Maurice Cunningham, a political science professor at the University of Massachusetts Boston, has been tracking the dark money behind the ballot measure campaign and overall education reform infrastructure in the state. He uncovered that six major contributors to Great Schools Massachusetts in 2015 also made large contributions to Strategic Grant Partners, a “venture philanthropy fund” that helped launch Families for Excellent Schools’ Massachusetts operation.
Gov. Baker is a leading supporter of the ballot measure and members of his administration are closely aligned with the campaign. After elected governor in 2015, he made Jim Peyser, who was then a trustee on the FES’s board, his secretary of education. Paul Sagan, his appointee to chair of the state’s board of elementary and secondary education recently made a $100,000 contribution to the pro-charter ballot measure campaign.
“This has to be a person-to-person campaign”
The seemingly orchestrated influx of millions of dollars has the teachers unions and their allies on their heels. The latest poll, released Wednesday, found that 47 percent of likely voters plan to vote against the measure while 36 percent favor it. Reaching the 18 percent who said they were undecided will be a crucial task for the teachers unions.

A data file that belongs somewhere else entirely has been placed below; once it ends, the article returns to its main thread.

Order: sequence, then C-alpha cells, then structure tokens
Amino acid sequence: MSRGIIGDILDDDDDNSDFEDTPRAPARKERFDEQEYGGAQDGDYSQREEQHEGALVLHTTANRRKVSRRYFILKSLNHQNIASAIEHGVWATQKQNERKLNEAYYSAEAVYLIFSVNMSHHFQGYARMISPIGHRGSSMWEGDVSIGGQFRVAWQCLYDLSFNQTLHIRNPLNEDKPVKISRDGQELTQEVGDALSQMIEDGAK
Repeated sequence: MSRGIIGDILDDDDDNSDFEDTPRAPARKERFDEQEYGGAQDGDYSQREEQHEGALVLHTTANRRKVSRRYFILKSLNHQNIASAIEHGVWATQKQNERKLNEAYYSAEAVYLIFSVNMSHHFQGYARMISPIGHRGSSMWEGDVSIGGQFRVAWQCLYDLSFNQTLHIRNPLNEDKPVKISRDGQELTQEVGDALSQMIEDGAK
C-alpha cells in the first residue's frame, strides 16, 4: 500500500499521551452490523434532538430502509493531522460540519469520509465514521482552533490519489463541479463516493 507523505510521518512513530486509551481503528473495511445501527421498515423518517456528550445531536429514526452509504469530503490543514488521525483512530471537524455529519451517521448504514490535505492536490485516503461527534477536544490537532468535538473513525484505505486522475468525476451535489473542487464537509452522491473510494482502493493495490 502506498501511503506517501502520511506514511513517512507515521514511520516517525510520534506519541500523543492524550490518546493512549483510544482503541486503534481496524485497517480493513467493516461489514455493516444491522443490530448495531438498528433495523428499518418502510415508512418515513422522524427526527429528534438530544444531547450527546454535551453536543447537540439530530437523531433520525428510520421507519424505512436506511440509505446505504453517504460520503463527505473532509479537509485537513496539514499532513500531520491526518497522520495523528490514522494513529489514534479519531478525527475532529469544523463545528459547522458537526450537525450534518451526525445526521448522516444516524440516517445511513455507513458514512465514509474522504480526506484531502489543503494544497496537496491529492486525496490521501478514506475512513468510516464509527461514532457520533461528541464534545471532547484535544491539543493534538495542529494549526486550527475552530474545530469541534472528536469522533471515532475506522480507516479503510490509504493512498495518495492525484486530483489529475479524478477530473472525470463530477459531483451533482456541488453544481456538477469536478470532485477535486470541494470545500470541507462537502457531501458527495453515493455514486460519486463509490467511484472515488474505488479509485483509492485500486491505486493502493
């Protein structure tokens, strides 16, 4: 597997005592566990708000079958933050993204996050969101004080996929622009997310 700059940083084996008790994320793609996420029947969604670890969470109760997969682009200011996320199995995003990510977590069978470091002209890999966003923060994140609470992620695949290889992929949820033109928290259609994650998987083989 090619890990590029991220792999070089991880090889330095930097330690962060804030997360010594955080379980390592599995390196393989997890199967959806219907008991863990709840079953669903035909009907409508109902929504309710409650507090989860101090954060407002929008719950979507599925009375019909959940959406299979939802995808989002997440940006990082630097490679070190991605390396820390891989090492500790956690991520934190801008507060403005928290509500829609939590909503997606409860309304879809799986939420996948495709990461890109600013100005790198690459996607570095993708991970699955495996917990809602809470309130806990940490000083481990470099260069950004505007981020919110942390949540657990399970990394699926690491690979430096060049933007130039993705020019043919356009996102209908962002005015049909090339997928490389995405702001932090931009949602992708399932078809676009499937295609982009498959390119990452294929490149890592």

Save Our Public Schools, the oppositional committee, has raised some $7 million and is predominately funded by the Massachusetts Teachers Association and its national union the National Education Association, along with the Massachusetts Federation of Teachers and its national union.
While the teachers unions have launched an aggressive TV ad campaign of their own, they, along with a coalition of progressive groups, are also pushing back on the ground, organizing their members to knock on doors and make phone calls to potential voters to talk about the impact the ballot measure would have on their local public schools.
“There’s no way we’re going to meet them in terms of money they spend. This has to be a person-to-person campaign,” Madeloni says. “When we win by doing that, we’re going to have built something more than what their promised $18 million ad campaign could do.”